In this deeply researched provocative study of slavery in the Natchez district, Christian Pinnen, associate professor of history at Mississippi College, makes an important contribution to the literature on slavery in North America’s borderlands. Focusing on the Natchez District between the 1720s and 1820s, Pinnen explores the dynamics of making race in four different legal systems—the French, British, Spanish, and US. Throughout the book he puts complexion at the center of his analysis, exploring how Europeans in rival imperial systems worked out new theoretical conceptions of human phenotypes, tied the meaning of slavery and freedom to color and complexion, and by the early nineteenth century made skin type an “all-encompassing marker signifying slavery in territorial Natchez” (184). Over this century, as the region changed hands, each set of settlers had their own ideas of how race and slavery should function. Yet, rather than foregrounding the contestations between these definitions, Pinnen...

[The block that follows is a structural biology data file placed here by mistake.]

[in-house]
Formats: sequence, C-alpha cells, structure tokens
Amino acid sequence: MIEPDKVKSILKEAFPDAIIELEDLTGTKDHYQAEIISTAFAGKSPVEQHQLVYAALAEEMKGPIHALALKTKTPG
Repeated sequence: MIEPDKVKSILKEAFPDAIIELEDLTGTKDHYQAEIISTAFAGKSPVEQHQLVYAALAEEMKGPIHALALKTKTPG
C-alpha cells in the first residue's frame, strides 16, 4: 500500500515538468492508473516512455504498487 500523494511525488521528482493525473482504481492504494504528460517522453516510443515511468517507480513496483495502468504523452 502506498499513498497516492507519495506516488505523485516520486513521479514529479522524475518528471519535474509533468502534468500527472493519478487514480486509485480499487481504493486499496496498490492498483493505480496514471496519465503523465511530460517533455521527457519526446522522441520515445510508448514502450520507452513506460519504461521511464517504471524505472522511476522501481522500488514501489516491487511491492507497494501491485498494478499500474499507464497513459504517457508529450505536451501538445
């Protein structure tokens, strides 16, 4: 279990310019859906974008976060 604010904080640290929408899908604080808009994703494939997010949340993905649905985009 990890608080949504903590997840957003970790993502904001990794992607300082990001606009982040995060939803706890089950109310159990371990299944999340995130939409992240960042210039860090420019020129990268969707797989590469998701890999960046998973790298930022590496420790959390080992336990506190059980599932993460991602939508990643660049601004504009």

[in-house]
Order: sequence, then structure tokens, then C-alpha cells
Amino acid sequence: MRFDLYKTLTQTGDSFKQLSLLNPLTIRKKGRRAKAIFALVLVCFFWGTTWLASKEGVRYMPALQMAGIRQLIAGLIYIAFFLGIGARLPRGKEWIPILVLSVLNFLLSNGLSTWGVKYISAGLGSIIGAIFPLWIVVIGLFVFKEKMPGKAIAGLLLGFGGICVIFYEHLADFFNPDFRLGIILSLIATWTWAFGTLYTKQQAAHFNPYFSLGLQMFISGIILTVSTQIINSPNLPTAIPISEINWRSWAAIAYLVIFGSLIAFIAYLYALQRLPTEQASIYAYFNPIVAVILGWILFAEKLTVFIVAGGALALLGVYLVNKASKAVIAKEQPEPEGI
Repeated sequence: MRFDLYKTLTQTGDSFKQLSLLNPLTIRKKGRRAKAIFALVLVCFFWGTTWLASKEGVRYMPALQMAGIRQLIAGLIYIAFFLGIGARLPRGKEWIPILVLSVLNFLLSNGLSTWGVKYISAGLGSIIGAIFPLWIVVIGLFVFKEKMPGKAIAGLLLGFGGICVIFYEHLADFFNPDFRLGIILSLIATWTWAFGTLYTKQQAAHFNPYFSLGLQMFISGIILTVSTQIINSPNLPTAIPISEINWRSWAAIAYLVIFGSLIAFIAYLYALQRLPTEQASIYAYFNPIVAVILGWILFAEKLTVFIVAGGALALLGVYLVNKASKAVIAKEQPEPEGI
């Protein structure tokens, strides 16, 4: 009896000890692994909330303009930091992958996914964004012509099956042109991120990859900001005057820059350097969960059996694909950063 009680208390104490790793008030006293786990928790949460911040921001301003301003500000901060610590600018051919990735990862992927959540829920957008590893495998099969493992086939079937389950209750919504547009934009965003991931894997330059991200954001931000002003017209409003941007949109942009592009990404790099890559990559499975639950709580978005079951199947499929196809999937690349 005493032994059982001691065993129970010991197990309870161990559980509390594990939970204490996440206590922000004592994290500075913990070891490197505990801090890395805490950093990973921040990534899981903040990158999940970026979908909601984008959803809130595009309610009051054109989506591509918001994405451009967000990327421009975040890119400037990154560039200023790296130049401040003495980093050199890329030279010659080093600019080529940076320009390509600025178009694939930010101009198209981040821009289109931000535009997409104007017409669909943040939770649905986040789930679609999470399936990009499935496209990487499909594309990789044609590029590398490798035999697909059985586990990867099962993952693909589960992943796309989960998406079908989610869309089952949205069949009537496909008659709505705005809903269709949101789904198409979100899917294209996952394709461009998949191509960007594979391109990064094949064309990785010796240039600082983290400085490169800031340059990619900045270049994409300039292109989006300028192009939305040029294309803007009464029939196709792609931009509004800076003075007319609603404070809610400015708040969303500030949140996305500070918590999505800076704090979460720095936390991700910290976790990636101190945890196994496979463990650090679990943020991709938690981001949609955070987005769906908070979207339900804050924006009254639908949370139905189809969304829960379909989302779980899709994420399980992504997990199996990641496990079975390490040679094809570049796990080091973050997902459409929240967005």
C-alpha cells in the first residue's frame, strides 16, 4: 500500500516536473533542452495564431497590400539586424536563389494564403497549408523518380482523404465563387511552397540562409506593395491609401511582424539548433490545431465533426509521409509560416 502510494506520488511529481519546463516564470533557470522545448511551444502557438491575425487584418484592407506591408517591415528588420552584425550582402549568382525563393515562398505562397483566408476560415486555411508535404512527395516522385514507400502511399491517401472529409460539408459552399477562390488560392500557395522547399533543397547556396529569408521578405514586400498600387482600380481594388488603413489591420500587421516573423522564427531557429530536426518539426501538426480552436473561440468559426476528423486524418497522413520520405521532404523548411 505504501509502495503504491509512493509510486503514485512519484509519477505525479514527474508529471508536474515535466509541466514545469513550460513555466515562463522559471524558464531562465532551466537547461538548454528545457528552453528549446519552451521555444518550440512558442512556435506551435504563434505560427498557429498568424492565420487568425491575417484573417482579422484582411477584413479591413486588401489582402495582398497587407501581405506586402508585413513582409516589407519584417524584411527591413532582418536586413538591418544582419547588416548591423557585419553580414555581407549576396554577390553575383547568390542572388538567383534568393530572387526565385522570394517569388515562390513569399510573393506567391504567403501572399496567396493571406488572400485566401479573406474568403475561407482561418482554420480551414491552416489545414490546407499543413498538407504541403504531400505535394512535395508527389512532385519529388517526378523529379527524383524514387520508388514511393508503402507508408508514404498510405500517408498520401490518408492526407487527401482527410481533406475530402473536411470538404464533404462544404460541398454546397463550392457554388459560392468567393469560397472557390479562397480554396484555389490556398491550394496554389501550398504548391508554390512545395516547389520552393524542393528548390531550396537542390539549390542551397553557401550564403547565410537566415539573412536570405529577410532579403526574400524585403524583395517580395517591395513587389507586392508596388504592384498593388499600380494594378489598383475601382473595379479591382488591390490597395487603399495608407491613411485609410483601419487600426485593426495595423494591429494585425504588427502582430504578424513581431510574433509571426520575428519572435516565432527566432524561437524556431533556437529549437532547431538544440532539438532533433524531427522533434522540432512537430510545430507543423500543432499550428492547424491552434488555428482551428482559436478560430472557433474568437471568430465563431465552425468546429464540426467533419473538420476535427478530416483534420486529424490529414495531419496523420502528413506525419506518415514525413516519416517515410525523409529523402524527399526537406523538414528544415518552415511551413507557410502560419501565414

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Book Review| July 01 2022
Complexion of Empire in Natchez: Race and Slavery in the Mississippi Borderlands
Complexion of Empire in Natchez: Race and Slavery in the Mississippi Borderlands. By Christian Pinnen. (
University of Georgia Press,
328pp., illustrations. $59.95 hardcover.)
M. Scott Heerman
Ethnohistory (2022) 69 (3): 356–357.
M. Scott Heerman; Complexion of Empire in Natchez: Race and Slavery in the Mississippi Borderlands. Ethnohistory 1 July 2022; 69 (3): 356–357. doi: https://doi.org/10.1215/00141801-9706016
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